While websites like YouTube and Vimeo have strict policies about uploading violent and graphic content, such as of murders, executions and accidents, LiveLeak has for years had no such restraint. From the video of Saddam Hussein’s hanging to the beheading of James Foley, LiveLeak has often sparked controversy with the videos users uploaded onto its platform.
On Wednesday, however, after 15 years of operation, the infamous video-sharing website has shut down , with visitors redirected to a new “social video factory” site called ItemFix.
Live co-founder Hayden Hewitt explained the move in a statement published on ItemFix.
“The thing is, it's never been less than exhilarating, challenging and something we were all fully
committed to. Nothing lasts forever though and – as we did all those years ago – we felt LiveLeak had
achieved all that it could and it was time for us to try something new and exciting.”
“The world has changed a lot over these last few years, the Internet alongside it, and we as people. I'm sathere now writing this with a mixture of sorrow because LL has been not just a website or business but a way of life for me and many of the guys but also genuine excitement at what's next,” he wrote.
Despite its laissez-faire approach to letting users upload whatever videos they liked, LiveLeak has tightened its restrictions over the years: In 2014, it announced that it would no longer allow uploads of beheading footage uploaded by ISIS; in 2019, following the Christchurch shootings, it said it would not “indulge” the shooter by carrying the video of his attack on a mosque in New Zealand that left 51 dead.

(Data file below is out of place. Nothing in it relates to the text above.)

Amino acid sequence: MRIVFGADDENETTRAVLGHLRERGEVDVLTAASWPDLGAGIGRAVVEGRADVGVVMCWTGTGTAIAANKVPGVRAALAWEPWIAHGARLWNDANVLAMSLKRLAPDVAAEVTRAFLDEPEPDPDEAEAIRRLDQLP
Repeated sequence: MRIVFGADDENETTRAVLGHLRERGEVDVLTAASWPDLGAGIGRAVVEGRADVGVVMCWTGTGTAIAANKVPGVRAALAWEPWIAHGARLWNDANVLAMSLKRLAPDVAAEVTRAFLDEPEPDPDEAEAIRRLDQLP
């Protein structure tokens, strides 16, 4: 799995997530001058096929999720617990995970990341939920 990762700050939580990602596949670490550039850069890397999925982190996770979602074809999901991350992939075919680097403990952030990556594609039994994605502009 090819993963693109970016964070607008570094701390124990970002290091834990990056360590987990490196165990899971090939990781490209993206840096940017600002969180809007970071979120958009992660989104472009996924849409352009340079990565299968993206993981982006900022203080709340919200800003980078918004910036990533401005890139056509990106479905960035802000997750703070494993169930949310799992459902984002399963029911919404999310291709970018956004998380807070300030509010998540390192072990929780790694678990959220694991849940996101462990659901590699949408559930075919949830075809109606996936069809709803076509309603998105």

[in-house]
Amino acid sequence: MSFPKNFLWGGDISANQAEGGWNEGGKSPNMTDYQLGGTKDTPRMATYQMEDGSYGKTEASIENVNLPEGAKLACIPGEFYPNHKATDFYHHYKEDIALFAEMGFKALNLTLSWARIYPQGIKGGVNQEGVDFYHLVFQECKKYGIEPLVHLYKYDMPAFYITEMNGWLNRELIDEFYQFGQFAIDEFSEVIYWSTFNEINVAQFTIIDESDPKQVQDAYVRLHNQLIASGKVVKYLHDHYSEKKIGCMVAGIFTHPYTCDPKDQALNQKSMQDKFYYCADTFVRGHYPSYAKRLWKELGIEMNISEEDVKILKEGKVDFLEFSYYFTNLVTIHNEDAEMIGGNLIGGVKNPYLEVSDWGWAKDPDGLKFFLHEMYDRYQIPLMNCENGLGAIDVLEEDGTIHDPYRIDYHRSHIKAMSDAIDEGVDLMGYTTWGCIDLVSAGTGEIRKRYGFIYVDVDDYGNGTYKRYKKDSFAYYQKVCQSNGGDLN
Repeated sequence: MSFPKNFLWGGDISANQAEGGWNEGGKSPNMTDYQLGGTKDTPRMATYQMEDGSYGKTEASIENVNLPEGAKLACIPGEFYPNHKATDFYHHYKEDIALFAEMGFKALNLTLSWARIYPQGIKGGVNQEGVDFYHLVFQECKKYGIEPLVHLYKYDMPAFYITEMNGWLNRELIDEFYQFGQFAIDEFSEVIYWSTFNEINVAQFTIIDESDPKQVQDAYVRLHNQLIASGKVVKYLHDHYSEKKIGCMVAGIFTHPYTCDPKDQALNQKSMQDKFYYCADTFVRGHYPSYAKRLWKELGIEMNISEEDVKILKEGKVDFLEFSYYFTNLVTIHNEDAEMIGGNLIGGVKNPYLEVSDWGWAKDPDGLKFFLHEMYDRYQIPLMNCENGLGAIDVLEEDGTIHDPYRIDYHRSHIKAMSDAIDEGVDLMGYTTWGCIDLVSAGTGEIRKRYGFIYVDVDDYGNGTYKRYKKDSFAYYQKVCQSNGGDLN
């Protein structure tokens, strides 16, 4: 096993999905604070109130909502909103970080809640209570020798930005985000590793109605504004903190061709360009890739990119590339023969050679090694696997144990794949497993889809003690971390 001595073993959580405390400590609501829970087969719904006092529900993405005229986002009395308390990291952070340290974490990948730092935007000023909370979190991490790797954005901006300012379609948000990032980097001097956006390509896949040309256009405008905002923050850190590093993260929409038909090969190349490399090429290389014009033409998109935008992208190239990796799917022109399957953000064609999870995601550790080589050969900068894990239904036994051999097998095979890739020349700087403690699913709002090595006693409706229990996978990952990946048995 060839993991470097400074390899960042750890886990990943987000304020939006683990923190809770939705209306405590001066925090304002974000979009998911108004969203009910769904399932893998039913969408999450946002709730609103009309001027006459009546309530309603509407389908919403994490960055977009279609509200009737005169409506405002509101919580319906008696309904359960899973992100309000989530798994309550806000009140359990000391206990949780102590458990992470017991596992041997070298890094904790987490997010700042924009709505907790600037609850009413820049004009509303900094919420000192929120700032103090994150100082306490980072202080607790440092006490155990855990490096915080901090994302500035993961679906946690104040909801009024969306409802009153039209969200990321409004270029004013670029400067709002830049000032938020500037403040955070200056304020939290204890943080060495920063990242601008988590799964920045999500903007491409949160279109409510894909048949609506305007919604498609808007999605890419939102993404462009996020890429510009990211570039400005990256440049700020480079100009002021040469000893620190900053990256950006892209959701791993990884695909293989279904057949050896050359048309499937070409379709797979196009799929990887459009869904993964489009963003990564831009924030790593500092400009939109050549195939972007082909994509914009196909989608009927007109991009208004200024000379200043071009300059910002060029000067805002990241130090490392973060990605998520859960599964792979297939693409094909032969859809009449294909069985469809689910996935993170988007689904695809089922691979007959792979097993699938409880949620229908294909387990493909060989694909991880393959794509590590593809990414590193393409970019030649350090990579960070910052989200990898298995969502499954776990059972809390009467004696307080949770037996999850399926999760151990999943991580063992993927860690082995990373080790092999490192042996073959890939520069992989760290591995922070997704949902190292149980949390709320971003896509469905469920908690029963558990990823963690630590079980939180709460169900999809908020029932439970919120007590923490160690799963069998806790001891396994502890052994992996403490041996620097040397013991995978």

LiveLeak has sometimes been forced to remove content: In 2008, the anti-Quran film, Fitna, made by Dutch filmmaker Geerty Wilders, generated worldwide controversy. After it was uploaded on LiveLeak, where it garnered several views, the site’s owners said they received threats to their staff and were forced to remove the film from their servers.
While ItemFix also hosts viral videos, its rules appear stricter than those of LiveLeak. As per its rules, content may not be uploaded that contains “excessive violence or gory content, sexual violence/assault of any kind, is for advertising your “Only Fans” or similar adult service, depicts or incites suicide / self harm.” It also bars uploaded hate content, child sexual exploration material, and media promoting terrorism and extremism.
Hewitt said ItemFix is “something completely different, completely fresh, and something we feel energized about tackling and whilst I know many of you will be upset, possibly angry, about our decision I do hope you also understand our reasons and appreciate that, alongside you, we have walked together through some interesting times and some crazy ones. Sometimes it's just the right time to chart a new path.”
Much of LiveLeak’s audience came for the “gore”—according to Alexa.com, the site overlaps most with another website promoting gore-related content.